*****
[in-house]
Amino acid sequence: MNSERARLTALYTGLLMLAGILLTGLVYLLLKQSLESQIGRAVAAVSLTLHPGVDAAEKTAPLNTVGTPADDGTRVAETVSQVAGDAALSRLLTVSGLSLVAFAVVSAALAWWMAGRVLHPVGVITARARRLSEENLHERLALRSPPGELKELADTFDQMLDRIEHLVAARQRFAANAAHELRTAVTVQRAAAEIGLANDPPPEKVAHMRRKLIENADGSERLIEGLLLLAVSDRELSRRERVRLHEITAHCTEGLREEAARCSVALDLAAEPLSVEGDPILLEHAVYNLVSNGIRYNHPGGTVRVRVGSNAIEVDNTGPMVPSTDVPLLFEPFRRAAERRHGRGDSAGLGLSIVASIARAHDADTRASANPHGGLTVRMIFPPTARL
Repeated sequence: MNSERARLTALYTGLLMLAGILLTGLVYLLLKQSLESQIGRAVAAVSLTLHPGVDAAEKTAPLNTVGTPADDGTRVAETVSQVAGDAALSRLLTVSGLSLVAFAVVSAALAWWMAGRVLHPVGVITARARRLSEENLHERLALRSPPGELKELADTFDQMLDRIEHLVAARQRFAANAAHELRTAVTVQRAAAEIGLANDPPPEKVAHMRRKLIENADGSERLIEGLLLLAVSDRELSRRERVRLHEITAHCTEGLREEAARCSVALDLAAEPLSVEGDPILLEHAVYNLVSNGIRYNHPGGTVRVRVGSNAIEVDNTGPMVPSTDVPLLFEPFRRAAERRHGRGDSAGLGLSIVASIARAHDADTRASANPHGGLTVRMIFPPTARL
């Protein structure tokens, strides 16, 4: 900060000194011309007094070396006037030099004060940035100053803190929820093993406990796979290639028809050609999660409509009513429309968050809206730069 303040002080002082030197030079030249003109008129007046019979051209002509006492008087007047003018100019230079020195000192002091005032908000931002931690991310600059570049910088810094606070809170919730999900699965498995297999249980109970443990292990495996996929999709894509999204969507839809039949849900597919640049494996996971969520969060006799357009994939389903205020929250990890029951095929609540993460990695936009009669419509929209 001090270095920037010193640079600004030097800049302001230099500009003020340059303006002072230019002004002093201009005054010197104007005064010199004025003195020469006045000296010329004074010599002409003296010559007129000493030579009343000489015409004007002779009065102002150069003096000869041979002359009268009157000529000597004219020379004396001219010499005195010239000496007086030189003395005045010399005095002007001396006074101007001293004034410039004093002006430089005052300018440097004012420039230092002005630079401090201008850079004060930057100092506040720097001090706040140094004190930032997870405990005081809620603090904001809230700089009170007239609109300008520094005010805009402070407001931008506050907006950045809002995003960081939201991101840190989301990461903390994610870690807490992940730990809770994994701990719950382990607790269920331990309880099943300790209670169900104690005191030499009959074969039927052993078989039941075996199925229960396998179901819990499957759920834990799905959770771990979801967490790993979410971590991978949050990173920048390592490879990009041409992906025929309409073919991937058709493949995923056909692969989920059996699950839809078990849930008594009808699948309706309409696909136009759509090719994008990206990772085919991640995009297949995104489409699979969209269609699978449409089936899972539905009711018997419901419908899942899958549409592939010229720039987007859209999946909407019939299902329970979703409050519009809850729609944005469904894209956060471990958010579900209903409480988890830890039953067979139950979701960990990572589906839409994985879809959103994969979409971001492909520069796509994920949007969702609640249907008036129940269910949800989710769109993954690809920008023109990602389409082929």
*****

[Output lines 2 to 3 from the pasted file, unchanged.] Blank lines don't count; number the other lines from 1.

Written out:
Amino acid sequence: MNSERARLTALYTGLLMLAGILLTGLVYLLLKQSLESQIGRAVAAVSLTLHPGVDAAEKTAPLNTVGTPADDGTRVAETVSQVAGDAALSRLLTVSGLSLVAFAVVSAALAWWMAGRVLHPVGVITARARRLSEENLHERLALRSPPGELKELADTFDQMLDRIEHLVAARQRFAANAAHELRTAVTVQRAAAEIGLANDPPPEKVAHMRRKLIENADGSERLIEGLLLLAVSDRELSRRERVRLHEITAHCTEGLREEAARCSVALDLAAEPLSVEGDPILLEHAVYNLVSNGIRYNHPGGTVRVRVGSNAIEVDNTGPMVPSTDVPLLFEPFRRAAERRHGRGDSAGLGLSIVASIARAHDADTRASANPHGGLTVRMIFPPTARL
Repeated sequence: MNSERARLTALYTGLLMLAGILLTGLVYLLLKQSLESQIGRAVAAVSLTLHPGVDAAEKTAPLNTVGTPADDGTRVAETVSQVAGDAALSRLLTVSGLSLVAFAVVSAALAWWMAGRVLHPVGVITARARRLSEENLHERLALRSPPGELKELADTFDQMLDRIEHLVAARQRFAANAAHELRTAVTVQRAAAEIGLANDPPPEKVAHMRRKLIENADGSERLIEGLLLLAVSDRELSRRERVRLHEITAHCTEGLREEAARCSVALDLAAEPLSVEGDPILLEHAVYNLVSNGIRYNHPGGTVRVRVGSNAIEVDNTGPMVPSTDVPLLFEPFRRAAERRHGRGDSAGLGLSIVASIARAHDADTRASANPHGGLTVRMIFPPTARL